And guess what? I'm still anxious.

Not all the time. And not always in the same way, but it's always there. Maybe there's a part of me that, deep down, doesn't want to let it go. Or maybe I literally cannot let it go. Either way, it seems to be here to stay and, after three and half decades of trying to outrun it, lately I've been thinking... what if I just stopping trying? 

Resisting it obviously hasn't been working for me. Sure, I've been able to dodge anxious feelings by altering my mind or distracting myself, but the anxiety always finds a way to come back, no matter how hard I try. So what if I just accepted in instead? This obviously isn't ground-breaking idea -- the notion of accepting anxiety has been around forever (god knows, I've probably even written about it somewhere), but this is the first time in my life I've actually felt like, hey, maybe I really can just stop resisting this and see what happens. After all, what have I got to lose? 

Acceptance of anything, but particularly of difficult things, is rarely easy, but here are a few things I'm going to try in an attempt to assist, rather than resist, my anxiety. Yes, it seems like a bit of a backwards idea, trying to help my anxiety instead of hinder it, but, at this point, I'm willing to give anything a go! 

 

REFRAME IT

It's only in recent years that I've come to realize how closely connected anxiety and excitement are to one another. If you pay attention, you might find that you feel similar when you're excited and when you're really anxious. So I'm going to try to use that to the best of my ability and try, when possible, to reframe anxiety as excitement. This won't always work, of course, but when it comes to certain things (for example, a speaking event I'm nervous about or a party I should attend but feel too anxious to go to), maybe it will help to try telling myself that I'm actually excited, rather than anxious. (Because, to be honest, something I think I am actually excited and I'm so used to being anxious that I confuse the two!)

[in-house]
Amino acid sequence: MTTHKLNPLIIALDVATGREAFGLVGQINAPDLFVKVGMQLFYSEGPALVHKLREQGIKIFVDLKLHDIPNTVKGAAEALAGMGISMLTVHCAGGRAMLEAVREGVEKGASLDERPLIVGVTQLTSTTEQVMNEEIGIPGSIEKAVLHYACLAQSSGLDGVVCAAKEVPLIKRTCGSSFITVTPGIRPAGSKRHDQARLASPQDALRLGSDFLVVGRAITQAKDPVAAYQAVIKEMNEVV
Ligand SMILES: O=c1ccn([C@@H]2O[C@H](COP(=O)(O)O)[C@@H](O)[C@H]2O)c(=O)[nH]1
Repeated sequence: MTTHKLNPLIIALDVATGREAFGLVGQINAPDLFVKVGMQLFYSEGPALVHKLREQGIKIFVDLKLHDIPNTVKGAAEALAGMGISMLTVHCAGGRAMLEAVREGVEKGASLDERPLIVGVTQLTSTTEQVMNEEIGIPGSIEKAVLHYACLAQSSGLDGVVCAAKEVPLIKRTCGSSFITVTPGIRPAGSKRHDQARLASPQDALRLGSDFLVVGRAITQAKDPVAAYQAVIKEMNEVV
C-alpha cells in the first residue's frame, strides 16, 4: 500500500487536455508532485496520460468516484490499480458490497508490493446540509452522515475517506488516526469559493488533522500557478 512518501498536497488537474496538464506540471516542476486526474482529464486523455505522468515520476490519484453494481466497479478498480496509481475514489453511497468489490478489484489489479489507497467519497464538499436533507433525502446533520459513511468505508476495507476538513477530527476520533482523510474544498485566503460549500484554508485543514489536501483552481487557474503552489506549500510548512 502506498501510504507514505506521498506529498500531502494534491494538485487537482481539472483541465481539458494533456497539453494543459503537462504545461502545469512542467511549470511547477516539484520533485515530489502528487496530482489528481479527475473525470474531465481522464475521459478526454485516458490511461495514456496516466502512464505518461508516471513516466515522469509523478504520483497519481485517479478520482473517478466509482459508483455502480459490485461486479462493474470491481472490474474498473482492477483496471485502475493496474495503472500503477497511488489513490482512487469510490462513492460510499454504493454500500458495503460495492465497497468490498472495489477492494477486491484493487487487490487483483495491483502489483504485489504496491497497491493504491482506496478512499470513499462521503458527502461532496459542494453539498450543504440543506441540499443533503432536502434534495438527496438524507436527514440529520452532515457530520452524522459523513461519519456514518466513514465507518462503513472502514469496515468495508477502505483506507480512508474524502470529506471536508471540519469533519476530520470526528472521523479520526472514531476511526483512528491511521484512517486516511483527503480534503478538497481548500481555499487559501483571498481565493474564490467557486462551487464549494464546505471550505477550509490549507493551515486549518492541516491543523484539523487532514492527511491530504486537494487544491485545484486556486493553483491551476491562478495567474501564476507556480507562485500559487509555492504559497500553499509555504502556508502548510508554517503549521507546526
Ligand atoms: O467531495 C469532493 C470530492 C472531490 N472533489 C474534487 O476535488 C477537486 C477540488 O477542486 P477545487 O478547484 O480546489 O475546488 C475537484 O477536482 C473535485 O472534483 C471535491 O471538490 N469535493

Here's an interesting article, "How 'Anxious Reappraisal' Can Turn Anxiety Into Productivity" on this subject, if you want to learn more about this idea of choosing excitement over anxiousness. It claims that reframing anxiety as excitement can lead to improved performance and productivity. While I can't vouch for that yet, it does make sense. And I like the idea that, in reframing the anxiety, you're not attempting to get rid of it but rather to use it to your advantage. 

 

LEAN INTO IT

The article mentioned above also discusses what is going to be my second anxiety-acceptance tactic: leaning into it. Trying to get myself to calm down or chill out clearly hasn't worked for me. (Or, rather, it doesn't work in the long-term, as there are definitely some things that can calm me for a bit, but they never last.) According to the article (and some other sources I've explored), it's easier for the brain to go from one amped up emotion to the other (going from anxious to excited is easier than going from anxious to calm, apparently) so, rather than trying to chill out, I'm going to try amping it up (in a more positive way though).